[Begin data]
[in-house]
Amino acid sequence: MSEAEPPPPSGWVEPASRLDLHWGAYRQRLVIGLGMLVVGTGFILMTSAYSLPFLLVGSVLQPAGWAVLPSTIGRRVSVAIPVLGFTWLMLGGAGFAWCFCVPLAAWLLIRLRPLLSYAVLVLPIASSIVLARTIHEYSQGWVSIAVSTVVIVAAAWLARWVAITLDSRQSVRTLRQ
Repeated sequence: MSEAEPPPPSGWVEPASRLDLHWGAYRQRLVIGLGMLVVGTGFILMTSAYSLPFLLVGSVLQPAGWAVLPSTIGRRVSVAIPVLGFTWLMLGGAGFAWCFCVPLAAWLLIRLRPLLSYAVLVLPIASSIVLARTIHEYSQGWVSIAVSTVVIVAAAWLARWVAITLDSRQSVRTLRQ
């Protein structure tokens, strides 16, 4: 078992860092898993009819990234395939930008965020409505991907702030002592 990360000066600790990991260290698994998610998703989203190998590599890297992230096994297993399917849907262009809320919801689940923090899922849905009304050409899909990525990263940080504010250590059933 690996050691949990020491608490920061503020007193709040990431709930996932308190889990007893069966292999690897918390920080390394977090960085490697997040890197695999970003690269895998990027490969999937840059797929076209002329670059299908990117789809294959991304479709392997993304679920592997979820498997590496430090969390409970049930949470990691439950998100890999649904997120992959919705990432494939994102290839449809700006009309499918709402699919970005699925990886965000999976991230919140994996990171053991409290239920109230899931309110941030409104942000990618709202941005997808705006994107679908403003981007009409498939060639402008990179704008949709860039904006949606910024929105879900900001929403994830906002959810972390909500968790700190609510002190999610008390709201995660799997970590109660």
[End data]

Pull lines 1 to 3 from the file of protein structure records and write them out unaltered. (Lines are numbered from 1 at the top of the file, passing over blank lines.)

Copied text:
[in-house]
Amino acid sequence: MSEAEPPPPSGWVEPASRLDLHWGAYRQRLVIGLGMLVVGTGFILMTSAYSLPFLLVGSVLQPAGWAVLPSTIGRRVSVAIPVLGFTWLMLGGAGFAWCFCVPLAAWLLIRLRPLLSYAVLVLPIASSIVLARTIHEYSQGWVSIAVSTVVIVAAAWLARWVAITLDSRQSVRTLRQ
Repeated sequence: MSEAEPPPPSGWVEPASRLDLHWGAYRQRLVIGLGMLVVGTGFILMTSAYSLPFLLVGSVLQPAGWAVLPSTIGRRVSVAIPVLGFTWLMLGGAGFAWCFCVPLAAWLLIRLRPLLSYAVLVLPIASSIVLARTIHEYSQGWVSIAVSTVVIVAAAWLARWVAITLDSRQSVRTLRQ